BTZ black hole

BTZ black hole

The BTZ black hole, named after black hole solution for (2+1)-dimensional gravity with a negative cosmological constant.

Contents

  • History 1
  • Properties 2
  • The case without charge 3
  • See also 4
  • References 5

History

In 1992 Bañados, Teitelboim and Zanelli discovered BTZ black hole(Bañados, Teitelboim & Zanelli 1992). At that time, it came as a surprise because it is believed that no black hole solutions are shown to exist for a negative cosmological constant and BTZ black hole has remarkably similar properties to the 3+1 dimensional black hole, which would exist in our real universe.

When the cosmological constant is zero, a vacuum solution of (2+1)-dimensional gravity is necessarily flat, and it can be shown that no black hole solutions with event horizons exist. By introducing dilatons, we can have black holes. We do have conical angle deficit solutions, but they don't have event horizons. It therefore came as a surprise when black hole solutions were shown to exist for a negative cosmological constant.

Properties

The similarities to the ordinary black holes in 3+1 dimensions:

  • It has "no hairs" (No hair theorem) and is fully characterized by ADM-mass, angular momentum and charge.
  • It has the same thermodynamical properties as the ordinary black holes, e.g. its entropy is captured by a law directly analogous to the Bekenstein bound in (3+1)-dimensions, essentially with the surface area replaced by the BTZ black hole's circumference.
  • Like the Kerr black hole, a rotating BTZ black hole contains an inner and an outer horizon. see also Ergosphere.

Since (2+1)-dimensional gravity has no Newtonian limit, one might fear that the BTZ black hole is not the final state of a gravitational collapse. It was however shown, that this black hole could arise from collapsing matter and we can calculate the energy-moment tensor of BTZ as same as (3+1) black holes. (Carlip 1995) section 3 Black Holes and Gravitational Collapse.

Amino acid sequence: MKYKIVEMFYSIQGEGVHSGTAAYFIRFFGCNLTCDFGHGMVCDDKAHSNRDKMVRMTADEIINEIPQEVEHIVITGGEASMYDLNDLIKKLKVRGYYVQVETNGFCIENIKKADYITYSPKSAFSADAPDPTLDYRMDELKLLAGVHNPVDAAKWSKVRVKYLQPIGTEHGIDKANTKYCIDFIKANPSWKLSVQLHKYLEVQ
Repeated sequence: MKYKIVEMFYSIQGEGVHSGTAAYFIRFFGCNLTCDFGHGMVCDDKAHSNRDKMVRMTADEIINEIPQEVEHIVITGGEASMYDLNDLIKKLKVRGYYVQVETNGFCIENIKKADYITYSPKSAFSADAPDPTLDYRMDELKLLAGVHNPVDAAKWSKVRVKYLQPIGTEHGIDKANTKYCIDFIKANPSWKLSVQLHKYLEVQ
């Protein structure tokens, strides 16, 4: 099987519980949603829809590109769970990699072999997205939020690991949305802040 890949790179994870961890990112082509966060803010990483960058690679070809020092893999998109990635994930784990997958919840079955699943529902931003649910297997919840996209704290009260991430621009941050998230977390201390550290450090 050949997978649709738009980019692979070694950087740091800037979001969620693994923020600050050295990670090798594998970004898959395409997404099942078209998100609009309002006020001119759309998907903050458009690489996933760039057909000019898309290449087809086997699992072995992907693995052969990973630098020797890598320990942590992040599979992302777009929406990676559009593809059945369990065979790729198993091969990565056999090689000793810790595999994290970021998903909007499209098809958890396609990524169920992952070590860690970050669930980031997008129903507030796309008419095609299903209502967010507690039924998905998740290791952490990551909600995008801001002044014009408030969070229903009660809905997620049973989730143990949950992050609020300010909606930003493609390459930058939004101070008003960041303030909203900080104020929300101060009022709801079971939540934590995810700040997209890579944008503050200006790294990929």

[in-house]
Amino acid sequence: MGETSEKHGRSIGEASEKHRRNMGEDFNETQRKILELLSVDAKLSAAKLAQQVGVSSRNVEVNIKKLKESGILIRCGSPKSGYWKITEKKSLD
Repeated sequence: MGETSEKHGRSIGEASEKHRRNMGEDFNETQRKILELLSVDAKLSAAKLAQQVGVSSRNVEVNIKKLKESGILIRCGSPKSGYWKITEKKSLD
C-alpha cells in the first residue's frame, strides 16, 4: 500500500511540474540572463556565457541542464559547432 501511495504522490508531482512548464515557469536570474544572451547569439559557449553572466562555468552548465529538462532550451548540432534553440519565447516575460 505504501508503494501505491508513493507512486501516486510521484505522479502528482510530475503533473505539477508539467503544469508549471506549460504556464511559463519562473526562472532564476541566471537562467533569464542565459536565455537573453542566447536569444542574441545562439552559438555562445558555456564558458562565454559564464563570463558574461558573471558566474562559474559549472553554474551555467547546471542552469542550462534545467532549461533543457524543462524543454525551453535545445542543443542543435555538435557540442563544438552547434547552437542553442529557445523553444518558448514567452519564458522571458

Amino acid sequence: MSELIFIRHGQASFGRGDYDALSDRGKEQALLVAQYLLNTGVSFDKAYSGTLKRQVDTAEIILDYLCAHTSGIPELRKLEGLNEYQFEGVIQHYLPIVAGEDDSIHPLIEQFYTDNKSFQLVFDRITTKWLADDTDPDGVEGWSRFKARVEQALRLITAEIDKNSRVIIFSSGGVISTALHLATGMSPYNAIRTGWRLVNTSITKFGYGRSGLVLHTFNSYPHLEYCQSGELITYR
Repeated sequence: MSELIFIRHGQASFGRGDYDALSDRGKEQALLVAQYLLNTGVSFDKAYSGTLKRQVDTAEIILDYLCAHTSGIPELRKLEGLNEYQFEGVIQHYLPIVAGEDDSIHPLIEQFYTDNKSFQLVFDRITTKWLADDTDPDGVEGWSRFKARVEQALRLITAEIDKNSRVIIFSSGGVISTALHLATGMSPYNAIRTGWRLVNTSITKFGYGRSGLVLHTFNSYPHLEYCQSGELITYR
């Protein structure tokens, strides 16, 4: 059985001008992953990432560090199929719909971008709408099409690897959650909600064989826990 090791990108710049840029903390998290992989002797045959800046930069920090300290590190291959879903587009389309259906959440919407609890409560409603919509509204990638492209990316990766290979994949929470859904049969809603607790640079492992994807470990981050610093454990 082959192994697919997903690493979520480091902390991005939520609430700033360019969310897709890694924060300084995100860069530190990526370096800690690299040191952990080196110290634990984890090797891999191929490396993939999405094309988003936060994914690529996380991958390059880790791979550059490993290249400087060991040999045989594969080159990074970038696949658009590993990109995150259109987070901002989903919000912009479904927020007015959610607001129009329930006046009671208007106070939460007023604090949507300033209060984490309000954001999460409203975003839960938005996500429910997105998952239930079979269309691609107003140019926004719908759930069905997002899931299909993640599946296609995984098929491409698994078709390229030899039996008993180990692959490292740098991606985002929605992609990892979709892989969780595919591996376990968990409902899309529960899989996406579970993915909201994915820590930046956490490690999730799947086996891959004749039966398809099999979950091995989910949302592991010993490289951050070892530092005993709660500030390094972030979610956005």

The BTZ solution is often discussed in the realm on (2+1)-dimensional quantum gravity.

The case without charge

The metric in the absence of charge is

ds^2 = -\frac{(r^2 - r_+^2)(r^2 - r_-^2)}{l^2 r^2}dt^2 + \frac{l^2 r^2 dr^2}{(r^2 - r_+^2)(r^2 - r_-^2)} + r^2 \left(d\phi - \frac{r_+ r_-}{l r^2} dt \right)^2

where r_+,~r_- are the black hole radii and l is the radius of AdS3 space. The mass and angular momentum of the black hole is

M = \frac{r_+^2 + r_-^2}{l^2},~~~~~J = \frac{2r_+ r_-}{l}

BTZ black holes without any electric charge are locally isometric to anti-de Sitter space. More precisely, it corresponds to an orbifold of the universal covering space of AdS3.

A rotating BTZ black hole admits closed timelike curves.

See also

References

Notes
Bibliography
  • Bañados, Máximo; Teitelboim, Claudio; Zanelli, Jorge (1992), The Black hole in three-dimensional space-time, Phys.Rev.Lett. 69,  url=http://arxiv.org/pdf/hep-th/9204099v3.pdf
  • Carlip, Steven (2005), Conformal Field Theory, (2+1)-Dimensional Gravity, and the BTZ Black Hole, arxiv url=http://arxiv.org/pdf/gr-qc/0503022v4.pdf
  • Carlip, Steven (1995), The (2+1)-Dimensional Black Hole, arxiv url=http://arxiv.org/pdf/gr-qc/9506079.pdf
  • Bañados, Máximo (1999), Three-dimensional quantum geometry and black holes, arxiv url=http://arxiv.org/abs/hep-th/9901148v3.pdf
  • Daisuke, Ida (2000), No Black Hole Theorem in Three-Dimensional Gravity, Phys. Rev. Lett. 85 3758  url=http://arxiv.org/abs/gr-qc/0005129